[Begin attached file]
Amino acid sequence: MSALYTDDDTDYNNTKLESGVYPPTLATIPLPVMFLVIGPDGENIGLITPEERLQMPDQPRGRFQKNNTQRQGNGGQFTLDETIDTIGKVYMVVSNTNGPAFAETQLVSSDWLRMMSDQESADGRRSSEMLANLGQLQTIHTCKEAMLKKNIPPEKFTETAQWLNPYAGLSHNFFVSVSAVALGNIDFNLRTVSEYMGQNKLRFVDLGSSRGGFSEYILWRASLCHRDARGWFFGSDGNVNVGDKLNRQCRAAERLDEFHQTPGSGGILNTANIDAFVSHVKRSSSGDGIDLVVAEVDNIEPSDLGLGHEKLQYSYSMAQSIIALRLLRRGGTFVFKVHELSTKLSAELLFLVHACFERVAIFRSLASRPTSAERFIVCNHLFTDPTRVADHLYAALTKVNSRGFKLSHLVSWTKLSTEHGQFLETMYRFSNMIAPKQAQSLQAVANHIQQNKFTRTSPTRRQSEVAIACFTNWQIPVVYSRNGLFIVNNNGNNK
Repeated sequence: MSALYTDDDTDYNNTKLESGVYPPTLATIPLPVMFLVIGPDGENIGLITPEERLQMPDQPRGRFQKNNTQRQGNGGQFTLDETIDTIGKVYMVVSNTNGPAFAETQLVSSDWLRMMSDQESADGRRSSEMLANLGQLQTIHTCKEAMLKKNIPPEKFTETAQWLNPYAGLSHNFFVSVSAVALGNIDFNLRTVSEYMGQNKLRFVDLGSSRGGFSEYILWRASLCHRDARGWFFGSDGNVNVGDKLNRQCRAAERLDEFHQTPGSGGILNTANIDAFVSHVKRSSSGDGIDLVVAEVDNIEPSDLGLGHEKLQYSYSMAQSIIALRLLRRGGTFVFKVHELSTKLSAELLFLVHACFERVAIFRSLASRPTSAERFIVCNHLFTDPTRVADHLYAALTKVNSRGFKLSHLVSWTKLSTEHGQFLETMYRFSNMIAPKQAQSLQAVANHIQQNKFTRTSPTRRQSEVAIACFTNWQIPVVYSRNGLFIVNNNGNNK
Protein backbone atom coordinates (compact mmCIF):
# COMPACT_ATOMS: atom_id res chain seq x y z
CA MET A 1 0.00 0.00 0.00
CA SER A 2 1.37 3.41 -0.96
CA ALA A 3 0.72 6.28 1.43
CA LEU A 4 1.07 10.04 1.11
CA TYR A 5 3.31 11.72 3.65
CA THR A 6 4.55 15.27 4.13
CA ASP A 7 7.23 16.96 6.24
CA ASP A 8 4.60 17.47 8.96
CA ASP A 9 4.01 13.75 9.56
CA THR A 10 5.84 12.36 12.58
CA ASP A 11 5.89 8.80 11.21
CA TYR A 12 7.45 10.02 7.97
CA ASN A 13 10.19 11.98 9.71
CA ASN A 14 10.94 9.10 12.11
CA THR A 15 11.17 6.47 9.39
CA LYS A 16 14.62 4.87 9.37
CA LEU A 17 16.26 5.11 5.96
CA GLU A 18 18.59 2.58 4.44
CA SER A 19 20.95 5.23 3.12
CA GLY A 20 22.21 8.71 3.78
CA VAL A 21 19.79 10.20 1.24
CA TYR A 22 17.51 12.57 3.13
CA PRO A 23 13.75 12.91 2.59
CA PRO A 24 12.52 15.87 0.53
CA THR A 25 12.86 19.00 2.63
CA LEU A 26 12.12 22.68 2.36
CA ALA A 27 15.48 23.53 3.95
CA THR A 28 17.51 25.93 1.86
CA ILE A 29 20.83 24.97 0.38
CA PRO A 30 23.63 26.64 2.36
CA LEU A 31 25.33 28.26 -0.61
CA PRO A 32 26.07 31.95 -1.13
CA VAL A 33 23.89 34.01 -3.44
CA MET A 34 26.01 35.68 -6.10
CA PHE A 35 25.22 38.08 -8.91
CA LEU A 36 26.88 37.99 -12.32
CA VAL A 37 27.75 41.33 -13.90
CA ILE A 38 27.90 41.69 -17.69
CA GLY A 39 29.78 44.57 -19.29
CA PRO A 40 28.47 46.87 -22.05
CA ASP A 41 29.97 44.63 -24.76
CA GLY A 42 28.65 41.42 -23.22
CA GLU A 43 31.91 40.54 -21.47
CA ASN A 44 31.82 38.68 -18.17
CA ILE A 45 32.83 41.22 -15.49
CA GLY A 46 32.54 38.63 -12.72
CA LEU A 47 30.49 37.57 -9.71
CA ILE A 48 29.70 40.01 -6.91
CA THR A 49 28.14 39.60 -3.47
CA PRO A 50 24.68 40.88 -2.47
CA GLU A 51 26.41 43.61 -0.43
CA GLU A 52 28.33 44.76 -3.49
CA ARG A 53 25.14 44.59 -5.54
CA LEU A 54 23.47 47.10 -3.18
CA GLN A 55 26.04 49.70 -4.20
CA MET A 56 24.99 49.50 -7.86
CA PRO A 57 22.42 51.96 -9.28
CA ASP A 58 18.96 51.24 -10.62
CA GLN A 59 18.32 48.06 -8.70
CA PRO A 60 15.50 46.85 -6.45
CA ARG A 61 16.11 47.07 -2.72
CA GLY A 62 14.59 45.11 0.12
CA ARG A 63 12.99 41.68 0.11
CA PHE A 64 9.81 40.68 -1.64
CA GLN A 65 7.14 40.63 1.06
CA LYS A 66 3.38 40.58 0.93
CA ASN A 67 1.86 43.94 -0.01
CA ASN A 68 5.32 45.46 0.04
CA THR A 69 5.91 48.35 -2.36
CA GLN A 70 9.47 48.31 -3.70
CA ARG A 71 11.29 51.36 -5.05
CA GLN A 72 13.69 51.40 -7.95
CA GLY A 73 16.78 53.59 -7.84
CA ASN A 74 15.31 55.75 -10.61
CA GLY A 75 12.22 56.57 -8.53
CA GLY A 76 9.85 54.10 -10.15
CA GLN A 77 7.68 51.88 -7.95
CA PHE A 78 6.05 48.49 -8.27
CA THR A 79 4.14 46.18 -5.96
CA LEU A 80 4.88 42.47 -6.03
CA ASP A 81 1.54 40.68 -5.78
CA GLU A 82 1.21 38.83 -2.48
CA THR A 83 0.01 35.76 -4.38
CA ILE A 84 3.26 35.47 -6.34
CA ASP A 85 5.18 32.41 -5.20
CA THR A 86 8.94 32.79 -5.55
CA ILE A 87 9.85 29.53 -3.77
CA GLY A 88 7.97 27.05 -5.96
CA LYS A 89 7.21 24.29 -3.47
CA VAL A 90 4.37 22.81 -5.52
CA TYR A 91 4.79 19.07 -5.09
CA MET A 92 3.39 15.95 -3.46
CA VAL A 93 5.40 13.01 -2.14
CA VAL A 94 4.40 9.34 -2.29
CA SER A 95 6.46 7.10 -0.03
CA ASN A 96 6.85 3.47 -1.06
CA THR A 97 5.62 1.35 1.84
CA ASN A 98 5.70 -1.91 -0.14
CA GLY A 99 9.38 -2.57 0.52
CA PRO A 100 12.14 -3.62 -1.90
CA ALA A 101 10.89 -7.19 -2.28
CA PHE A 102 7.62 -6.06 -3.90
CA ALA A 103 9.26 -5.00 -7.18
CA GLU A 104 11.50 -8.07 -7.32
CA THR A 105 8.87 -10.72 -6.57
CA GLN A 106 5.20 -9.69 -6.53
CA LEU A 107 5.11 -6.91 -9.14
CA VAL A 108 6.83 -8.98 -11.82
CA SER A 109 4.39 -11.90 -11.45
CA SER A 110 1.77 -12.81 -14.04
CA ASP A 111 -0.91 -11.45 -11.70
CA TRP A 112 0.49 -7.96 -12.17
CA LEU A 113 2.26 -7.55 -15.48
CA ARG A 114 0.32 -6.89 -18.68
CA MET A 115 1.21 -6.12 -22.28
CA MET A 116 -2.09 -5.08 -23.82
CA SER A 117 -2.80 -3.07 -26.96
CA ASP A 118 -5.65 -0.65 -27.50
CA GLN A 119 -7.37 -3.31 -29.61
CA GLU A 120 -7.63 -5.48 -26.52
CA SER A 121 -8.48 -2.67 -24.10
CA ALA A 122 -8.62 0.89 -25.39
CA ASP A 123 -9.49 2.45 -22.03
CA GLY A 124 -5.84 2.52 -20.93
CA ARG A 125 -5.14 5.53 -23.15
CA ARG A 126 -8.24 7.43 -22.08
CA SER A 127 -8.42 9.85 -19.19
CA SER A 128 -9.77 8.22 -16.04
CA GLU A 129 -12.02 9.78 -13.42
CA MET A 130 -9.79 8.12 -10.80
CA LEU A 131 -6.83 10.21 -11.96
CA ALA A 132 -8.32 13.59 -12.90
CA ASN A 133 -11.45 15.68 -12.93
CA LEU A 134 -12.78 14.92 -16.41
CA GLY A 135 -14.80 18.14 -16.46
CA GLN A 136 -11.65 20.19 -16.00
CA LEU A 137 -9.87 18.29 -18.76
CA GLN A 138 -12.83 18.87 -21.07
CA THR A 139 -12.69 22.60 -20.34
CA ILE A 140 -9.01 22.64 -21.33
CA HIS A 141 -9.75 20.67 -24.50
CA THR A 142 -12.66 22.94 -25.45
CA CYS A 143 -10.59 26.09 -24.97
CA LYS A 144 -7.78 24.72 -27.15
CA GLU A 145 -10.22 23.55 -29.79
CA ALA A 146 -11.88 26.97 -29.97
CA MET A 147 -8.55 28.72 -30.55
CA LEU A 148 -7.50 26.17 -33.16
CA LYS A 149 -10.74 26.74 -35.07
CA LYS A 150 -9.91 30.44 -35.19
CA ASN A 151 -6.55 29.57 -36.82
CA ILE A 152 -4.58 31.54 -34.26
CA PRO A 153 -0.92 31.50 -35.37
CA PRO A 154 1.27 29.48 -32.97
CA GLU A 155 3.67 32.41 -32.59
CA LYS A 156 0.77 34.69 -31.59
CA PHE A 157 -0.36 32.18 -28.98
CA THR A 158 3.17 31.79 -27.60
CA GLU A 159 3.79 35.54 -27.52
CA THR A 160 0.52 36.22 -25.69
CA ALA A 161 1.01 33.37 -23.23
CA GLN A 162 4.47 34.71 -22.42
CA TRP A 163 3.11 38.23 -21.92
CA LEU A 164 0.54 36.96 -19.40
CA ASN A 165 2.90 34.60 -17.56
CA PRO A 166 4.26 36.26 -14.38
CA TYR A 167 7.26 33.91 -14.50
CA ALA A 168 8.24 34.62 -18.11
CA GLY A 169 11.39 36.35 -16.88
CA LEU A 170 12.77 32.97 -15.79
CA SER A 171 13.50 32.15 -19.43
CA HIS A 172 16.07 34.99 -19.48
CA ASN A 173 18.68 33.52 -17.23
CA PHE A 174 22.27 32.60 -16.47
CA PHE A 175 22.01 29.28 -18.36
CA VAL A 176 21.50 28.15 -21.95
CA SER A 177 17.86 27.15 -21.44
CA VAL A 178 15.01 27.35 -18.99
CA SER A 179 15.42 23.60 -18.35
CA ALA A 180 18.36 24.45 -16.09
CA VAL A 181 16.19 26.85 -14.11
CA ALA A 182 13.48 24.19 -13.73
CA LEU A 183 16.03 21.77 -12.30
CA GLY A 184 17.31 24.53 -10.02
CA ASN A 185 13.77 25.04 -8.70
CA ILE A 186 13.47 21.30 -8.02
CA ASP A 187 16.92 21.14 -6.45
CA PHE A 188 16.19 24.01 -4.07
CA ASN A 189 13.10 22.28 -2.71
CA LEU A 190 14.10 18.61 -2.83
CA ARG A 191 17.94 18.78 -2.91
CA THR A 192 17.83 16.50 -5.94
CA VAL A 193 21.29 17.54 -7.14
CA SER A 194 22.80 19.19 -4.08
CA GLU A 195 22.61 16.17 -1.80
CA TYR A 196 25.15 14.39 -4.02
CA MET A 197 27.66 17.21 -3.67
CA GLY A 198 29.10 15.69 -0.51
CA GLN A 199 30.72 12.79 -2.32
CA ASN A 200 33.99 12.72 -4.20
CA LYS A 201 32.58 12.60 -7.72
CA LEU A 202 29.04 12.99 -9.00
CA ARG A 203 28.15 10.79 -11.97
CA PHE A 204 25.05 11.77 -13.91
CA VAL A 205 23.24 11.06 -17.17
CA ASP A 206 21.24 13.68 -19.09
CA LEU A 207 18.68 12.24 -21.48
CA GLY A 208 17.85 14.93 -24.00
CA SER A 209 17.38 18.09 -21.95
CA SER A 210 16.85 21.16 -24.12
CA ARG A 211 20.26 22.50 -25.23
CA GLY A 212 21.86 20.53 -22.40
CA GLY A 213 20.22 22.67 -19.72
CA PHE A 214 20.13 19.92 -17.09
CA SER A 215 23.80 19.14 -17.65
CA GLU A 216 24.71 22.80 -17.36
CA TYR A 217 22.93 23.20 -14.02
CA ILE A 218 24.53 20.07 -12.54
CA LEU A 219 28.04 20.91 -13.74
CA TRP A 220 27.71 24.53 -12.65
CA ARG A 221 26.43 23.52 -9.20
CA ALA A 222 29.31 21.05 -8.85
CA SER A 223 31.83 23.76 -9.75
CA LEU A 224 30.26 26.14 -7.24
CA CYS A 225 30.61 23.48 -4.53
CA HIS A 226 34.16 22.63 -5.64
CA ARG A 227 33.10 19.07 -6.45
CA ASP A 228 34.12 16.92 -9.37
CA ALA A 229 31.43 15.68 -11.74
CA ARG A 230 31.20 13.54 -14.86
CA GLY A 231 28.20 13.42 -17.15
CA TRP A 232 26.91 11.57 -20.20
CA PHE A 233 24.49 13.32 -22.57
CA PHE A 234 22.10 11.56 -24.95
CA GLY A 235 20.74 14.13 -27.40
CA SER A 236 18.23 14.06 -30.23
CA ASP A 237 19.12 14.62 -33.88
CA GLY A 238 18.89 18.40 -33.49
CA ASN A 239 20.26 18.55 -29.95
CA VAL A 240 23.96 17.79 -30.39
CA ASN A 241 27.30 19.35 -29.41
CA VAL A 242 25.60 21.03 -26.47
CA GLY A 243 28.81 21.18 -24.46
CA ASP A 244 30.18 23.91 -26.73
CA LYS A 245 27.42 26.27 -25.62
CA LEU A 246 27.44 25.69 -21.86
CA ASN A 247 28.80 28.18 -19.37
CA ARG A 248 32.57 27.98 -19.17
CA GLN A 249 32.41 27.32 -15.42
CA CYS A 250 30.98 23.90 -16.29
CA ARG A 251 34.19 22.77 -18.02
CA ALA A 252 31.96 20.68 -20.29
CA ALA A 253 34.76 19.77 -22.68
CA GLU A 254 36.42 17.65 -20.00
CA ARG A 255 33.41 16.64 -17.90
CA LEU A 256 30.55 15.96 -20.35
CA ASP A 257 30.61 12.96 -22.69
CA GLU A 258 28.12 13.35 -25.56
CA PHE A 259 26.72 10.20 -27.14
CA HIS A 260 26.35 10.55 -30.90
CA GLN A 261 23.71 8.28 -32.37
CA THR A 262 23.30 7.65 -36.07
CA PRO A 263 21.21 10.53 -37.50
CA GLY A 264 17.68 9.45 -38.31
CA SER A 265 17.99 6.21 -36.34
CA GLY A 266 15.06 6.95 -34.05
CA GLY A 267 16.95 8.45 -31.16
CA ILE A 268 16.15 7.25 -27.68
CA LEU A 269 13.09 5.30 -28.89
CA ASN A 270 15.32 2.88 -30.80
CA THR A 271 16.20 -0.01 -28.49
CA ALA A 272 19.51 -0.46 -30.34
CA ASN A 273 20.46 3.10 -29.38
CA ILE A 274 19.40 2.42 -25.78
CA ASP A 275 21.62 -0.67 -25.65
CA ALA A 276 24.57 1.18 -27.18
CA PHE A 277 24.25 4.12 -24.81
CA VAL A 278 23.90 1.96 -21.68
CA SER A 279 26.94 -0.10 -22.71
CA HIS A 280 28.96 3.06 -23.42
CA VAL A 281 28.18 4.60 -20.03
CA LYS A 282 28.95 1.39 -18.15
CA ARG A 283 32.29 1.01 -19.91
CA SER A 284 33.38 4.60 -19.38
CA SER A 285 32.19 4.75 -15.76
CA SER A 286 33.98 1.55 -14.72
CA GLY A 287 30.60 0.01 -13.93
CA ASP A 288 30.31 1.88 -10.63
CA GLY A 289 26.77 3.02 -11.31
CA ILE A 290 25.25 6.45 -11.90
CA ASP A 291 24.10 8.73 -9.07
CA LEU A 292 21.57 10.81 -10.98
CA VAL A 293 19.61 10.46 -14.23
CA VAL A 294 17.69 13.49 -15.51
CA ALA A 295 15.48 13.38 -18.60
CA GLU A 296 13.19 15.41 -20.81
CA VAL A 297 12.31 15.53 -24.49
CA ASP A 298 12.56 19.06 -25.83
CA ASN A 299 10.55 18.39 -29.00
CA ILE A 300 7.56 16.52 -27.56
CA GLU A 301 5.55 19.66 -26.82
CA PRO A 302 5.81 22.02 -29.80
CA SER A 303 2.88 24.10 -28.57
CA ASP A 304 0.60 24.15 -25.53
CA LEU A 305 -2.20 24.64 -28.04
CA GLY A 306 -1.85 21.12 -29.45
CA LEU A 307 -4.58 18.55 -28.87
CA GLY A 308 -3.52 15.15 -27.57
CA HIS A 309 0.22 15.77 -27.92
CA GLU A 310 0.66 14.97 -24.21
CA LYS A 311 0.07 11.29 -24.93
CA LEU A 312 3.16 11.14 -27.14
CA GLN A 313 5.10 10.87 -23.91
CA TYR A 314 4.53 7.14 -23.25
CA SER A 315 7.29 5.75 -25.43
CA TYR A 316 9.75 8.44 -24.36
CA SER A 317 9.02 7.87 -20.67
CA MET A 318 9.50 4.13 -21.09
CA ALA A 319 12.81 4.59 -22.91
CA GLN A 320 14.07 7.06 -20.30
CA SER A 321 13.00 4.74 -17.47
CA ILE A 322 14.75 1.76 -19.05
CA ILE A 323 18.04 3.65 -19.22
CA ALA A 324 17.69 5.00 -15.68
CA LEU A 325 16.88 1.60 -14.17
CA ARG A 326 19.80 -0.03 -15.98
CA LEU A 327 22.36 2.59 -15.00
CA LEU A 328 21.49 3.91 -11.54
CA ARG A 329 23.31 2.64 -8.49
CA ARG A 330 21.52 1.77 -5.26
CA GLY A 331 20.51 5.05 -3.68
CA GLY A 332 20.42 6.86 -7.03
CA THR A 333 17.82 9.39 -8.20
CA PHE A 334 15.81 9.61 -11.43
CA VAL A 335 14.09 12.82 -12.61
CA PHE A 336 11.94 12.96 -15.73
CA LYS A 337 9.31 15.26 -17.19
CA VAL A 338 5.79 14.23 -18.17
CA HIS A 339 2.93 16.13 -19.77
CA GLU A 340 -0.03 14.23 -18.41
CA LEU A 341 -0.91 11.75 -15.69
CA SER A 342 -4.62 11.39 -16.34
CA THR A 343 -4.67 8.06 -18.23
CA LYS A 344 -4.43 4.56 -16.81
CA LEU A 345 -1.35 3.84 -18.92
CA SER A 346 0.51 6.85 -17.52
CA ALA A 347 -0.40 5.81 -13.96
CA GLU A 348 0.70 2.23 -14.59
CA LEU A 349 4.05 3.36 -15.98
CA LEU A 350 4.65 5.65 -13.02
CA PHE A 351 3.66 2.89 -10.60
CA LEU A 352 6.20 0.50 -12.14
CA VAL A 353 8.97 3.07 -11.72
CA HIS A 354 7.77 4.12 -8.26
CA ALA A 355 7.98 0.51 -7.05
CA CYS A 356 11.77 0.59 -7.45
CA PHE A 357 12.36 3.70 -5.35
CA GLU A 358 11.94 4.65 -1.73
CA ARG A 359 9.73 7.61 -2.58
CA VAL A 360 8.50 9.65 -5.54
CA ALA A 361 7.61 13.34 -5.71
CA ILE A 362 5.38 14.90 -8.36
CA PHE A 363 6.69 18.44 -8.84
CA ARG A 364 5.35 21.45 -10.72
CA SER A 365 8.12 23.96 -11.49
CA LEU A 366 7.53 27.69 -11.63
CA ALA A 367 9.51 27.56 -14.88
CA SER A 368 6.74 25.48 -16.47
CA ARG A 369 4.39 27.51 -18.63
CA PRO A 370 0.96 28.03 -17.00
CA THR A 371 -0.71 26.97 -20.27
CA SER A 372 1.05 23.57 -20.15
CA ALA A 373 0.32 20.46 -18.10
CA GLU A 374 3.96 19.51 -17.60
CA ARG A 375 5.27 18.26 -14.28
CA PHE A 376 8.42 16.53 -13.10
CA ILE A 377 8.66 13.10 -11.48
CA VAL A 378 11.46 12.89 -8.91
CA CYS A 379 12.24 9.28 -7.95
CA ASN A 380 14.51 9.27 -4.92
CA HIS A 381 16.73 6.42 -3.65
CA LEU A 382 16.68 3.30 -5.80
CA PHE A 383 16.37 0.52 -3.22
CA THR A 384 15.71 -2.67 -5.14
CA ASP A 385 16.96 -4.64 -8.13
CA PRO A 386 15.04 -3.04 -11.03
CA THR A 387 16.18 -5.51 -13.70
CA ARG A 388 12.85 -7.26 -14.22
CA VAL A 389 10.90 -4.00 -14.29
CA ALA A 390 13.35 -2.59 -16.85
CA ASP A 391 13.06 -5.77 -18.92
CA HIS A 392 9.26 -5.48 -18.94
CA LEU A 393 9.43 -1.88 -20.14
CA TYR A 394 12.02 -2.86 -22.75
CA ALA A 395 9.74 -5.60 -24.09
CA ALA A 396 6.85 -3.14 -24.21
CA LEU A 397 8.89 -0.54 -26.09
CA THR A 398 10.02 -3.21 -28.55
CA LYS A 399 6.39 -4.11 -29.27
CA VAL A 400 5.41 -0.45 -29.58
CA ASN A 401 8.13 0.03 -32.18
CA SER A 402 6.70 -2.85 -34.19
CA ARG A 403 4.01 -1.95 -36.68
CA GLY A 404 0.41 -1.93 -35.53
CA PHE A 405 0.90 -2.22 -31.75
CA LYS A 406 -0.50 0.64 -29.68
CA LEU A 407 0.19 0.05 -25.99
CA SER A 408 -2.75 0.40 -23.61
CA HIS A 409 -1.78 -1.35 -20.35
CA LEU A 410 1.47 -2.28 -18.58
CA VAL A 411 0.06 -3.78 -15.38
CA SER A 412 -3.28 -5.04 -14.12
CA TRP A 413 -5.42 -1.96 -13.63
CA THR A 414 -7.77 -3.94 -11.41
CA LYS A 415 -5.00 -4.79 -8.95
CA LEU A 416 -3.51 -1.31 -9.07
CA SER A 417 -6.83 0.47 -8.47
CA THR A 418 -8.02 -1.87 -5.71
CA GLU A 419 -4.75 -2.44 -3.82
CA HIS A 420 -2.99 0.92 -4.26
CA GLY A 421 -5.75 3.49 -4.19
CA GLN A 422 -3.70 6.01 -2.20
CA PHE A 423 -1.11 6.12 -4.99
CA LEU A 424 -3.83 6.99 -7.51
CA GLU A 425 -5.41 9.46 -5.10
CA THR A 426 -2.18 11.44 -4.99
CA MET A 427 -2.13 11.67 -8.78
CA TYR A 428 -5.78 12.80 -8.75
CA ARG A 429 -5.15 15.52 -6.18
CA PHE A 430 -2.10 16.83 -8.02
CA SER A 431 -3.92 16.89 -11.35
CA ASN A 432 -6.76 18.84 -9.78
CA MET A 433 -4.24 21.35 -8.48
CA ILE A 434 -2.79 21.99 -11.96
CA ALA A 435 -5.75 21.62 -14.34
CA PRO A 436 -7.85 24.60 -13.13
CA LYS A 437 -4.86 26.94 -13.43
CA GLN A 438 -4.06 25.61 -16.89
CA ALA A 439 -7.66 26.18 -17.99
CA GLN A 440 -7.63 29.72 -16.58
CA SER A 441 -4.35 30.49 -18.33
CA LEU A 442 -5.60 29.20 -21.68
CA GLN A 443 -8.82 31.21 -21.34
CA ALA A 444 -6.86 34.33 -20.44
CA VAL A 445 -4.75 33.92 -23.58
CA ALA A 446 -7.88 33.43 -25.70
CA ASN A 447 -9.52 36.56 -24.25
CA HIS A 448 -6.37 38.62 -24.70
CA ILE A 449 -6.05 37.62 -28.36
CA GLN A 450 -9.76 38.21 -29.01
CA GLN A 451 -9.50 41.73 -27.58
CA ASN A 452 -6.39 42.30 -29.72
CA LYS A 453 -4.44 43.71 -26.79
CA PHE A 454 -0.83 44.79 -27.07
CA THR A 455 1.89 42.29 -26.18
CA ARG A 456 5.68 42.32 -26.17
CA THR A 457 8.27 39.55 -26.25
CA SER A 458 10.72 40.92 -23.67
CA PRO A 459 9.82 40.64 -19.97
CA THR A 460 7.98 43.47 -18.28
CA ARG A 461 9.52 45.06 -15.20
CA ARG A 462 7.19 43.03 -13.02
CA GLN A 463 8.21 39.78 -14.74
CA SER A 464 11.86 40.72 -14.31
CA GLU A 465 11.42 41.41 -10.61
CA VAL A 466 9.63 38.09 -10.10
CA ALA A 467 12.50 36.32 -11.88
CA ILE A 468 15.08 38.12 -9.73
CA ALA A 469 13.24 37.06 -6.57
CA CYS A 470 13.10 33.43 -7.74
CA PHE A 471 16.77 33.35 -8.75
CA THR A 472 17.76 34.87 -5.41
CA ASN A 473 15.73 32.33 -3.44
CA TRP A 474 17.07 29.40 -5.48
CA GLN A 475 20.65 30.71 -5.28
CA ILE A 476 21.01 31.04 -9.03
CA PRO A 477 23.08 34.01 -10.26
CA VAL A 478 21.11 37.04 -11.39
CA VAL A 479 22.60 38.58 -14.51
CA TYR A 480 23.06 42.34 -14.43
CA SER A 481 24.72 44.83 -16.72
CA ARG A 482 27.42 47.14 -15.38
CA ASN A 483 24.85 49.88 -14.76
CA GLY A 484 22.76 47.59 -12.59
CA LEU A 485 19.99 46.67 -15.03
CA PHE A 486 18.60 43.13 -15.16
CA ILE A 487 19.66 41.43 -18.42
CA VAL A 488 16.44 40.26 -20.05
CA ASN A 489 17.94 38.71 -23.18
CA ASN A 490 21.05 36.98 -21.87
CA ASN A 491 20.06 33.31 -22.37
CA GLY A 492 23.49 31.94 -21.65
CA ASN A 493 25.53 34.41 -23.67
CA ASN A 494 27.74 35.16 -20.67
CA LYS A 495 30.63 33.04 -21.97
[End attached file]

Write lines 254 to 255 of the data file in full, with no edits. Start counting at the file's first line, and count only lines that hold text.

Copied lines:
CA CYS A 250 30.98 23.90 -16.29
CA ARG A 251 34.19 22.77 -18.02